Sundance Festival Cancels Los Angeles Drive-In Screenings

2019 Sundance Film Festival - A view of official signage around town as Park City - Getty-H 2019
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The festival cites the COVID-19 virus spread in Los Angeles County and southern California for moving planned outdoor film screenings online.

The 2021 Sundance Film Festival has canceled its planned Los Angeles-area drive-in screenings due to surging COVID-19 infection rates in southern California.

"The safety and well-being of our audiences, community and staff is the most important thing to Sundance Institute and Sundance Film Festival. In consideration of the overall public health situation in the Los Angeles area and the trajectory of the spread of the virus there, the health guidelines, and crisis the hospital systems are facing we will be pivoting our planned drive-in screenings to our online platform," Sundance said in a statement.

Sundance earlier planned an online hub and U.S. industry partnerships to carry off a novel coronavirus-era indie film showcase for its 2021 edition to run from Jan. 28 to Feb. 3. That included drive-in movie theater screenings, including in California at Mission Tiki Drive-In in Montclair, the Rose Bowl Drive-In in Pasadena and the Fort Mason Drive-In in San Francisco.

But the festival now sees the southern California outdoor screenings as "inadvisable" and will be pulled after consultations with local public health officials. That move comes as the COVID-19 crisis again pauses film production in Hollywood and continues to upend planning for Sundance's upcoming 2021 edition.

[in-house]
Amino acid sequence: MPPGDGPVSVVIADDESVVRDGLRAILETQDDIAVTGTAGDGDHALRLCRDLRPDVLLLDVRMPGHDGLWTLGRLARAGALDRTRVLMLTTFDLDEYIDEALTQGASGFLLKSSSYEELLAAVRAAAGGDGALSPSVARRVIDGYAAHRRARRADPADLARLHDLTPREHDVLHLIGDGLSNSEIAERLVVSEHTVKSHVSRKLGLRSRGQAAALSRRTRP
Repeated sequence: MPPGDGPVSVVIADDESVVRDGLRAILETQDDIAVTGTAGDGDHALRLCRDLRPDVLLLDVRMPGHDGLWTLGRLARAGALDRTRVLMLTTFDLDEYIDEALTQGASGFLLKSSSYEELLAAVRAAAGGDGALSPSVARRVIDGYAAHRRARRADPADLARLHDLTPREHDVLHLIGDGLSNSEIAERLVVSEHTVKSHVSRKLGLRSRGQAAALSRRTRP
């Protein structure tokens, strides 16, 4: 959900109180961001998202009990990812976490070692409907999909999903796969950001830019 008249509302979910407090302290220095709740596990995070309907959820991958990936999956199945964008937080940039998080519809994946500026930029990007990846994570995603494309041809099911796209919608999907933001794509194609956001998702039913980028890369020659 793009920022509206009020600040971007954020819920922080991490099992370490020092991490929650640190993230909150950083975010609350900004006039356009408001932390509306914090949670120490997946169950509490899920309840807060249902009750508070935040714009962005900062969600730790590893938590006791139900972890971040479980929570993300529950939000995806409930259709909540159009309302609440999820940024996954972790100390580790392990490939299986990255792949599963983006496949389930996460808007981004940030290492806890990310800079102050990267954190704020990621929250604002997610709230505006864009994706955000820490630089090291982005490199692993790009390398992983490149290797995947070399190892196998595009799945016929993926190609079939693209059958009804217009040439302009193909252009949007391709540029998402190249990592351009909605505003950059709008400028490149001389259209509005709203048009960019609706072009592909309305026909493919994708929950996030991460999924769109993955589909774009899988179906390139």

In a separate letter to filmmakers obtained by The Hollywood Reporter, festival programmers point to a "significant spike in COVID-19 cases," the appearance of a new virus strain and pressures on local hospitals in California, as grounds for its decision to cancel drive-in screenings.

"It is deeply unfortunate that southern California, and Los Angeles County in particular, is now one of the worst hit parts of the country," the letter to filmmakers adds.

Sundance will still go ahead elsewhere in the U.S. with countrywide screening partnerships with indie cinemas and cultural organizations well beyond Utah to ensure, where allowed by local public health officials, a traditional Sundance premiere for film titles.

Shortened to seven days, compared to the usual 10 days, the Sundance Institute's upcoming event will feature 72 feature-length movies and additional short films on a bespoke digital platform, rather than see industry players move among theaters in Park City to take in premieres, events and talks, as in the past.